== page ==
Ryan-Collins highlights why the UK has such a terrible growth record: "The truth is that the UK is a leading global example of an economy where the tax system incentivises a form of ‘wealth creation' that doesn't actually support growth. By taxing capital gains less than income (as much as 50%, less according to a recent study) and instigating a swathe of tax breaks favouring property ownership and housing investment, we have supported the creation of a sophisticated form of ‘rentier capitalism'. In such a system, the majority of investment flows into the capture and ownership of assets such as property, infrastructure or financial assets."

Ryan-Collins goes on to explain: "This money does not then flow into the creation of new businesses, inventions or socially useful infrastructure, nor rising wages for middle- and low-income earners. Instead, it goes to private domestic and international investors and households lucky enough to own property, whose assets further inflate. None of the income generated goes into productive investment. Instead, the rest of society faces higher house prices and rents. The banking and asset management sectors have fully embraced this approach, preferring bigger loans against less risky assets, such as property, to lending to small firms." (14)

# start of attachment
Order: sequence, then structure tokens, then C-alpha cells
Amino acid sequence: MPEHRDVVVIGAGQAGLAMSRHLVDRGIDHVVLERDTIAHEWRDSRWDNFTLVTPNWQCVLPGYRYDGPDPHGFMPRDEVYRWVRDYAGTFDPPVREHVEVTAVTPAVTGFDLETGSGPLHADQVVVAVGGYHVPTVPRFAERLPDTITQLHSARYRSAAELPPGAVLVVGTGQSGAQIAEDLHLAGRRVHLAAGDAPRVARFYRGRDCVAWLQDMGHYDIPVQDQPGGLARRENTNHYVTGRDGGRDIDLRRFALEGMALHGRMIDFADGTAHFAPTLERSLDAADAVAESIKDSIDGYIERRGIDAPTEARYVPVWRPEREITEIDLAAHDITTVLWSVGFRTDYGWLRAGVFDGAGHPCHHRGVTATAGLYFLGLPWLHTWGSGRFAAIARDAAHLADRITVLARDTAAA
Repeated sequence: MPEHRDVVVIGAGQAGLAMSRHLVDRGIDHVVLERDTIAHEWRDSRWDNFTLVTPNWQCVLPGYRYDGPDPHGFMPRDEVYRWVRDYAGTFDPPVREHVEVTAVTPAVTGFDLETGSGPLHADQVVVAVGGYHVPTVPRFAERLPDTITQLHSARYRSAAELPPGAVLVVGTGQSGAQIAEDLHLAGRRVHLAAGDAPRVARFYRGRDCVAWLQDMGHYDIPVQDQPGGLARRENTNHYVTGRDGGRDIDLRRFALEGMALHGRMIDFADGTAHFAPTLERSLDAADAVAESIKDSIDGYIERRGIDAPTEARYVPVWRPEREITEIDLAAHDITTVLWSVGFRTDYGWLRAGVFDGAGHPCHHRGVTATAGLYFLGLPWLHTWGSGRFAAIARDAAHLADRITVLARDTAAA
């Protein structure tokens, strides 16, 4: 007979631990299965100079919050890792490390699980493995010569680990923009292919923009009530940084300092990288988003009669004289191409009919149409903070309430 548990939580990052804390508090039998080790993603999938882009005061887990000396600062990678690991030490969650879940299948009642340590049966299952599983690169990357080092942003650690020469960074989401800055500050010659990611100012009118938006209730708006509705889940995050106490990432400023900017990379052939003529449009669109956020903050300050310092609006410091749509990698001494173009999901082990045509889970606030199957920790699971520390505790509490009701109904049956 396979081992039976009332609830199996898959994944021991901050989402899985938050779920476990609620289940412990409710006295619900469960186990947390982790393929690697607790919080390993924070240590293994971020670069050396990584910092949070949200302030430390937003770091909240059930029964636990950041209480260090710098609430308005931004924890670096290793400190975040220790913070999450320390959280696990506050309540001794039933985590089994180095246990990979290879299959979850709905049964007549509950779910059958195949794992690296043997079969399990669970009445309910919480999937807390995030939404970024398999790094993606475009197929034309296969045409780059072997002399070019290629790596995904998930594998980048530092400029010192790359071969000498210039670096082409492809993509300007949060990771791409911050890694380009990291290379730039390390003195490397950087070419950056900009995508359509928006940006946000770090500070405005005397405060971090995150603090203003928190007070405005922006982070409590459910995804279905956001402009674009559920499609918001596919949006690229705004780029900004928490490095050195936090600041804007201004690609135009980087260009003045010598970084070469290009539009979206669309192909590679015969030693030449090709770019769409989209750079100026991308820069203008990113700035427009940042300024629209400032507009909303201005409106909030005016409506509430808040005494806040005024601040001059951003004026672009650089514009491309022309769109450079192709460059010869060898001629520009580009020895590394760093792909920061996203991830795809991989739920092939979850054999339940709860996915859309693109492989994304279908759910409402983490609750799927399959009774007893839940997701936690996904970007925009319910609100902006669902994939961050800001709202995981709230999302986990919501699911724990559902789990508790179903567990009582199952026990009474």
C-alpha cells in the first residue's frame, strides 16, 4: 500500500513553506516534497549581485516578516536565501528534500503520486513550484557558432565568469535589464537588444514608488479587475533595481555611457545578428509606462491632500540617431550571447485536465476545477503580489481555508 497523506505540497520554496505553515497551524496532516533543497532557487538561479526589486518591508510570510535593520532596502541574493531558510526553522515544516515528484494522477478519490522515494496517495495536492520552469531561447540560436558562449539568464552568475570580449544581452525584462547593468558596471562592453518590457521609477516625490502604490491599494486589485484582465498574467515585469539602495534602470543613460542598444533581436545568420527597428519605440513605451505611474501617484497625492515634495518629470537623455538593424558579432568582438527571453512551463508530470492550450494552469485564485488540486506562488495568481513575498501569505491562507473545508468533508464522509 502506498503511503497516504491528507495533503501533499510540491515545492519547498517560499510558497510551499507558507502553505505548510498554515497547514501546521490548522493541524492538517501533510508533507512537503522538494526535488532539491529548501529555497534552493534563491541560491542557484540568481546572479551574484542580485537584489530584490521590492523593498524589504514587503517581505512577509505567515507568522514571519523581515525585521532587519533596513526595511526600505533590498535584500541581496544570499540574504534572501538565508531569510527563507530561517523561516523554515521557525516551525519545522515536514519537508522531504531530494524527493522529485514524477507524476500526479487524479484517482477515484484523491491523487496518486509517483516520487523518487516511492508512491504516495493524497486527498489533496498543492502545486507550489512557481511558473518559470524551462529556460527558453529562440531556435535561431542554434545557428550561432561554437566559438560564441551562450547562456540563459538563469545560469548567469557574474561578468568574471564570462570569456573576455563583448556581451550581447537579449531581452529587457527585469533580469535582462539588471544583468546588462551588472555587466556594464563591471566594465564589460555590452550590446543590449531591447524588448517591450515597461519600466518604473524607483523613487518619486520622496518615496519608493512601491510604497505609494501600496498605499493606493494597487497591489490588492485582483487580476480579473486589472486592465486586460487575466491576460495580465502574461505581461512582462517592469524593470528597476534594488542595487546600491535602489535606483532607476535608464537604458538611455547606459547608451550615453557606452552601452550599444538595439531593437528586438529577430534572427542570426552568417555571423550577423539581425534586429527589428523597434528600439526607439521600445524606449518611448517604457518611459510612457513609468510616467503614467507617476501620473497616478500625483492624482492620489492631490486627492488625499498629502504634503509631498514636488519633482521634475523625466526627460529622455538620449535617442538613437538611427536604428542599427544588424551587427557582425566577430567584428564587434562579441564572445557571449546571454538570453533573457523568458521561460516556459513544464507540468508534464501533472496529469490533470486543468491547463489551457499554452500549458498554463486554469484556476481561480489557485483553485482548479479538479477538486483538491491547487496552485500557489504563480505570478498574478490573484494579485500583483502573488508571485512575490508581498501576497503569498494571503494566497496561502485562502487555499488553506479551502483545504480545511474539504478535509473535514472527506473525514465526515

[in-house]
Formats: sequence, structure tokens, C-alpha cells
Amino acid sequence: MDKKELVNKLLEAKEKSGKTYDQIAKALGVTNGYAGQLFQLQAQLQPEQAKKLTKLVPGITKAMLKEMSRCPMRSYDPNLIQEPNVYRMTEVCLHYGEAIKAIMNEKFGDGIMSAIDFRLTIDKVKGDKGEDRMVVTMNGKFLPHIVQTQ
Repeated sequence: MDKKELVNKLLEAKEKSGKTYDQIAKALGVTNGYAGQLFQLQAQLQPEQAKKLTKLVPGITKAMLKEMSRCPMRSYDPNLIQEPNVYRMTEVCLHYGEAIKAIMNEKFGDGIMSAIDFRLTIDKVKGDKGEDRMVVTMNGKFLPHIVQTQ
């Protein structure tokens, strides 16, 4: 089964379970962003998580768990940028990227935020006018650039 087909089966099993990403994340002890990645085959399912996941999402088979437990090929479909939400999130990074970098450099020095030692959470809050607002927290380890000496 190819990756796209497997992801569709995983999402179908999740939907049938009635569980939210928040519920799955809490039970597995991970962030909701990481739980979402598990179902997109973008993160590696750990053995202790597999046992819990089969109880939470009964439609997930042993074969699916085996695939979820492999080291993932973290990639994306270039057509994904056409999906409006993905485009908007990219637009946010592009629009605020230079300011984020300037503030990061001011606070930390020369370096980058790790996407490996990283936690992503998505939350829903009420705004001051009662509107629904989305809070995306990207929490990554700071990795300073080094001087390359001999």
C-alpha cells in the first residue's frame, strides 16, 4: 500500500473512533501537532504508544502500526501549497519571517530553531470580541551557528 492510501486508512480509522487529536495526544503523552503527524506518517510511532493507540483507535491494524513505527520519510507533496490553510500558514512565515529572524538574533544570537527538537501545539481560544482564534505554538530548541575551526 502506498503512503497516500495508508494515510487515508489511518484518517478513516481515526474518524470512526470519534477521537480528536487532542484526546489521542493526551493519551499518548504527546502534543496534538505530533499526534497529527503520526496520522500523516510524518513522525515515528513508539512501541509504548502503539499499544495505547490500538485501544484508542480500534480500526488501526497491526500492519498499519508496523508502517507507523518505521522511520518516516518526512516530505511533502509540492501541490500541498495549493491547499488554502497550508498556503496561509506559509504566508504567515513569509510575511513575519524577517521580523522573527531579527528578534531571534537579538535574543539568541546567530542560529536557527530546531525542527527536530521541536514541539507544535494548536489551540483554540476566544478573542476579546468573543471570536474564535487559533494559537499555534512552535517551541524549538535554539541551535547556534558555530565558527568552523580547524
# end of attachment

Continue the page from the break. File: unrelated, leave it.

At the same time as dropping tax increases on the rich, Starmer and Reeves have stepped up their focus on wooing the corporate sector, with the annual business forum hosted at the party's conference this autumn over-subscribed by 75%, with 200 delegates due to attend, compared with 130 last year, and 150 on the waiting list. (15) The Electoral Commission has also reported that in 2022 the Labour Party received much larger donations from the large corporations than the Conservative Party. (16) This trend continued and in the final quarter of 2022 "the Labour Party raised £7.2 million in donations between October and December last year, £2.4 million more than the governing Conservative Party." (17)